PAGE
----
Could it be that this was the Lord’s way of forbidding Samson from marrying an unbelieving wife? Did Samson ever complete the marriage ceremony or did he leave his wife at the altar? It would appear that Samson never lived with his wife. When the bride’s father saw that Samson had left her, he gave his daughter to another man. This passage could never be used as a justification for the marriage of a believer and an unbeliever because Samson never lived with her as a husband.

Why did God allow Samson to go through this painful circumstance? God was using this incident in the life of Samson to prepare him for the task to which he had been calling him. This incident provoked the anger of Samson against the Philistines. We have already seen how he went out and killed thirty Philistines to give their clothes to his friends. This was only the beginning. In Judges 15:1-5 Samson returned to Thimna to reclaim his bride. When he discovered that she had been given to another man, his anger was flared up once again. This time, to get even, he took three hundred foxes, attached torches to their tails and set them free in the grain fields. The Philistines lost much grain that year.

What Samson did, provoked the wrath of the Philistines. When they discovered who had burned their fields, they retaliated by burning Samson’s wife and her father to death. This caused Samson to declare: “Since you’ve acted like this, I won’t stop until I get my revenge on you” (Judges 15.7). This was the start of a great campaign of hatred against the Philistines. For the rest of his life, Samson would fight against the Philistines. He would become God’s instrument to deliver the Israelites from their oppression. God used Samson’s relationship with an unbeliever to call him to this role.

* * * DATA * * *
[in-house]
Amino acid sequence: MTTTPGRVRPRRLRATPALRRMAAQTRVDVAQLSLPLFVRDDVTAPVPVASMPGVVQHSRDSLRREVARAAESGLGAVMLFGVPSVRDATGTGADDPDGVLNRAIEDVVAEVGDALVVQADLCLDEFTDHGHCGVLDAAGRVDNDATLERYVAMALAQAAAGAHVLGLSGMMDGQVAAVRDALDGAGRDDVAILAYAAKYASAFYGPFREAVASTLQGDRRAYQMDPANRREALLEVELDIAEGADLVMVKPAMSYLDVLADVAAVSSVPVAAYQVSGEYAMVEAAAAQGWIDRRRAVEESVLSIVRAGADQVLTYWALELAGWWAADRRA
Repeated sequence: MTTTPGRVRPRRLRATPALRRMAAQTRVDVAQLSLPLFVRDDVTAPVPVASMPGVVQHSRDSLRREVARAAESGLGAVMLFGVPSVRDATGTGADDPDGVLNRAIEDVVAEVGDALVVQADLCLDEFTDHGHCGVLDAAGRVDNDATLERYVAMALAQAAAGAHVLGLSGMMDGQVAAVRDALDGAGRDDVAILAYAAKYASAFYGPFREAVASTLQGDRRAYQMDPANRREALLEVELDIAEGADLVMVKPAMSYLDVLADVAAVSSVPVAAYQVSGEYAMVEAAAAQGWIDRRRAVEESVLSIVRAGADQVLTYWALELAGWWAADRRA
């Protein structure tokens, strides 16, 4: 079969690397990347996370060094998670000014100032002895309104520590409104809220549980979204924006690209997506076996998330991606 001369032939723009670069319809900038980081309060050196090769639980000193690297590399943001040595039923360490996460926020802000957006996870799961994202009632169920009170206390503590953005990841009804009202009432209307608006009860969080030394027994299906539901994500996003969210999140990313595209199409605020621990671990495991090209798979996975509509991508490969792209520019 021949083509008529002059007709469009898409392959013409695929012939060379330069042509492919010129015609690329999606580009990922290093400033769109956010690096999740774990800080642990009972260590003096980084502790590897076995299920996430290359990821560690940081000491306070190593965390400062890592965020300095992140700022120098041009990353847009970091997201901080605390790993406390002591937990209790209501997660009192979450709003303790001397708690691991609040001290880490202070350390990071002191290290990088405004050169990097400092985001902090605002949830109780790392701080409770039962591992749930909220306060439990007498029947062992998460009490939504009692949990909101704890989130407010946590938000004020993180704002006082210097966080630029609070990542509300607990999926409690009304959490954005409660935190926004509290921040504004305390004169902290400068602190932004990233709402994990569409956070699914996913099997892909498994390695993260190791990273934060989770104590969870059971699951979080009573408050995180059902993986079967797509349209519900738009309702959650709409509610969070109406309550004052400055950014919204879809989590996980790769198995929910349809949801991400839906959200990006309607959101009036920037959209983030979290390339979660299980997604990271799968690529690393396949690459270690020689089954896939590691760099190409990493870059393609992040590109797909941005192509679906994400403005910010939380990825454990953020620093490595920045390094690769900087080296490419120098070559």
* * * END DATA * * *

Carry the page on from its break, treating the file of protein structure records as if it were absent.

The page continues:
This whole story speaks to us about the sovereignty of God in the life of the couple. We see how God hindered Samson from marrying an unbeliever. Does this mean, however, that God will always keep me from marrying someone who is not right for me? Does this give a young person the right to marry whoever he or she wants believing that if God doesn’t want the wedding to take place, He will stop it as he did for Samson?

We can thank the Lord that, in the case of Samson, the Lord hindered him from doing something that was against His will. We need to understand, however, that just because the Lord allows something to take place does not mean that we are in His will. Sin has been spreading throughout this world since the time of Adam. This does not mean, however, that God wants sin to spread in this manner. God allowed Cain to kill his brother Abel. Does this mean that this was God’s desire for Cain? While we can praise the Lord that He can take our bad decisions and use them for good, we need to realise that God is not obliged to stop you and me from ruining our lives by bad choices.

We do serve a sovereign God. How I thank Him for how He has protected me and kept me from sin on so many occasions. This does not mean, however, that I can sit back and do as I please, expecting him to bail me out every time. I must learn to take responsibility for these matters. He has given me His word to guide me. I must live by its teaching. When God’s word tells me it is wrong to marry an unbeliever, I must obey.

The question of God’s sovereignty not only relates to the question of the partner I choose but also to the type of relationship I enjoy with the partner I do have. How many couples have resigned themselves to accepting a mediocre marriage saying that if God wanted them to have a closer and more intimate relationship than He would do something about it? We use the doctrine of God’s sovereignty as an excuse for laziness and mediocrity. Don’t blame the ruts you get yourself into on the sovereignty of God. Look to His Word? Take time to study the purpose of God for a godly marriage. Listen to Solomon tell you to rejoice in the wife of our youth (Proverbs 5.18). Study the passages that speak about forgiveness and unconditional love. Think about how the Lord Jesus loved you. TakeHis command seriously to love your partner in the same way. When you have heard the Word speak to you, seek God’s enablement to apply it. Don’t live your life as though your dry and broken marriage is God’s sovereign plan for your life.


To consider:

What is the relationship between God’s sovereignty and your responsibility in your marriage?

In what way is is possible to use the doctrine of the soveriegnty of God to justify our own will and to encourage spiritual laziness and apathy?

Consider what you have learned in this meditation. Has God been speaking to you about a particular area of your life that you need to deal with today?


For Prayer: